This article about providing a solution to Airbnb strata issues has been supplied by Franck Bossi, Prox Access.
Following the recent Victorian Supreme Court decision allowing Airbnb hosts and other short-term leasing sites to operate freely in Melbourne’s apartment buildings, I think that it’s about time for owners corporations to look into other solutions to protect their buildings against Airbnb strata issues and other short-term lets.
As a security expert specialising in access control systems and protecting residential buildings from Airbnb hosts and overcrowding residential buildings, I know that our buildings already have the means to limit Airbnb strata issues and stop Airbnb hosts, disreputable landlords and people who illegally sub-let their properties. However, these processes and systems are not yet fully explored or properly applied.
Compared with current laws and regulations, your building bylaws are certainly already more effective against short-term leasing than you may think.
It is important to understand that many Airbnb hosts and those responsible for overcrowding in properties are international students who might not speak English or are looking only to benefit themselves rather than cause Airbnb strata issues, and thus ignore or are unaware of relevant laws and regulations.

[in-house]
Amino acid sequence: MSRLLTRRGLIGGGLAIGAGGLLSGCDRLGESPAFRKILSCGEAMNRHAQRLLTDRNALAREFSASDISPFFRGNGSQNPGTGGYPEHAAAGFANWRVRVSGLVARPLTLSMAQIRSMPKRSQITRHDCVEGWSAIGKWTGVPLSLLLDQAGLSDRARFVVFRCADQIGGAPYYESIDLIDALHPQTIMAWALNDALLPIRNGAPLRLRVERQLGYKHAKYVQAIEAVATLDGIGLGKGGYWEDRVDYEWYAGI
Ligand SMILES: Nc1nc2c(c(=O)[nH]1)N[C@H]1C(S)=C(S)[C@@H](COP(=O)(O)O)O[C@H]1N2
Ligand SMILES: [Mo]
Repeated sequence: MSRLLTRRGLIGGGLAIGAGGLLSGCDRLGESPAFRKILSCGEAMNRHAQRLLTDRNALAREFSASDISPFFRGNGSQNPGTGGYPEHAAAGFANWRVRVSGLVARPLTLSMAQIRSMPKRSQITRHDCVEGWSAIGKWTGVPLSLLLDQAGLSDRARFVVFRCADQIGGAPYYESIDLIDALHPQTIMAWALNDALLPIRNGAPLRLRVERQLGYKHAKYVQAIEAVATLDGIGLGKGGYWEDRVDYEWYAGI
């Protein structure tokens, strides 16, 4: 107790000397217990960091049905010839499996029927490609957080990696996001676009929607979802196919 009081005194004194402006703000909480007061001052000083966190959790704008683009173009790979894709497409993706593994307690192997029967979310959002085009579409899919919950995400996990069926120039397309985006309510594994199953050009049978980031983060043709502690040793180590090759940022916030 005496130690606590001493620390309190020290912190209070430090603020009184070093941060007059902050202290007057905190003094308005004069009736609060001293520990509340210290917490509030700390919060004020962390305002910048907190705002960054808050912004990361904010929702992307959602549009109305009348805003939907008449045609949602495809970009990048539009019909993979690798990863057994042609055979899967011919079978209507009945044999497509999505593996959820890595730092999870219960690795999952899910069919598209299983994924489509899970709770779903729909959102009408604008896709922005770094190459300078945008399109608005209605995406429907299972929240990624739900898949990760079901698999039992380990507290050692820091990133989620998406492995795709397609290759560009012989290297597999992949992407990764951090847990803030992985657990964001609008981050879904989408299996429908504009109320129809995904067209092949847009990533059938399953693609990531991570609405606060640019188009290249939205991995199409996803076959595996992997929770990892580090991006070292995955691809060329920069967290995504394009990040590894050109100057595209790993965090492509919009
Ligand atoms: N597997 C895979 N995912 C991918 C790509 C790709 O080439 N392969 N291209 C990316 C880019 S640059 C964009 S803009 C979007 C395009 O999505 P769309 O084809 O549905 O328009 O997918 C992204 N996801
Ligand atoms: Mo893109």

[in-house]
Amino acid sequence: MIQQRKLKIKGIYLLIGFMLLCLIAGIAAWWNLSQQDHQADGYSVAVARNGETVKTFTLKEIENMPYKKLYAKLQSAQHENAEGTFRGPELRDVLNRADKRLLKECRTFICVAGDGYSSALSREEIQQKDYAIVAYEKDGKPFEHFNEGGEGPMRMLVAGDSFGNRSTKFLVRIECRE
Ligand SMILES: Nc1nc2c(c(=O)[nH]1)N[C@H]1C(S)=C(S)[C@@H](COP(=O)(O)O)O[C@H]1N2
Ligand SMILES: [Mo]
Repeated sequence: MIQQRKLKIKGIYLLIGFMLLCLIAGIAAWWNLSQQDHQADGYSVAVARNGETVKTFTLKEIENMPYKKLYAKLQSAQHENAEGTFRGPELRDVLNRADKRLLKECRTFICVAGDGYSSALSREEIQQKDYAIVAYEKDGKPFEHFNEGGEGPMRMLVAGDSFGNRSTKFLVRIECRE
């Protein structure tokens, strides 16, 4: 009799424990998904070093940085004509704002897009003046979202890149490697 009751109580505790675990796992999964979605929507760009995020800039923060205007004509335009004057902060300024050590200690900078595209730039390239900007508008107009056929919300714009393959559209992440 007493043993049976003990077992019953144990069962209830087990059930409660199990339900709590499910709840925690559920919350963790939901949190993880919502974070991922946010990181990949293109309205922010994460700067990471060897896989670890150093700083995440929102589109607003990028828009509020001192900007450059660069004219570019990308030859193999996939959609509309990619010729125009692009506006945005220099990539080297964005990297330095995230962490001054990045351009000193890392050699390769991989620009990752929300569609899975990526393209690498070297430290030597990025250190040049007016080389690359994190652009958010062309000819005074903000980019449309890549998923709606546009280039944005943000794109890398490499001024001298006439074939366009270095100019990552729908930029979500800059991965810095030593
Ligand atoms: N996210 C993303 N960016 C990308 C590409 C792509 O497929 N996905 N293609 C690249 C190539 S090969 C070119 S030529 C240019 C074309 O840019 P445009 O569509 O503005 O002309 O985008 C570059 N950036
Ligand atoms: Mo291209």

We currently observe that overcrowded units in residential buildings tend to turn into Airbnb hotspots, especially during high tourist seasons. This is because:
- There is no risk of breaching your tenancy agreement because of overcrowding, as an Airbnb unit isn’t overcrowded. The real estate agency won’t know anything.
- Sub-letting to Airbnb tenants poses no problem with the real estate agency before and during routine inspections as there is no need to move out bunkbeds before the inspection as you would in an overcrowded property, leaving traces of bunkbeds on the carpets or partition walls in the living room.
- Airbnb can generate more money than an overcrowded unit as prices can be as high as $400/day over certain periods (holidays, etc.).
- Utilities are reduced as you will have, for example, 2 rather than 6-10 occupants.
- Airbnb pays you directly into your PayPal or bank account, so there is no need to hide money from the ATO and banks.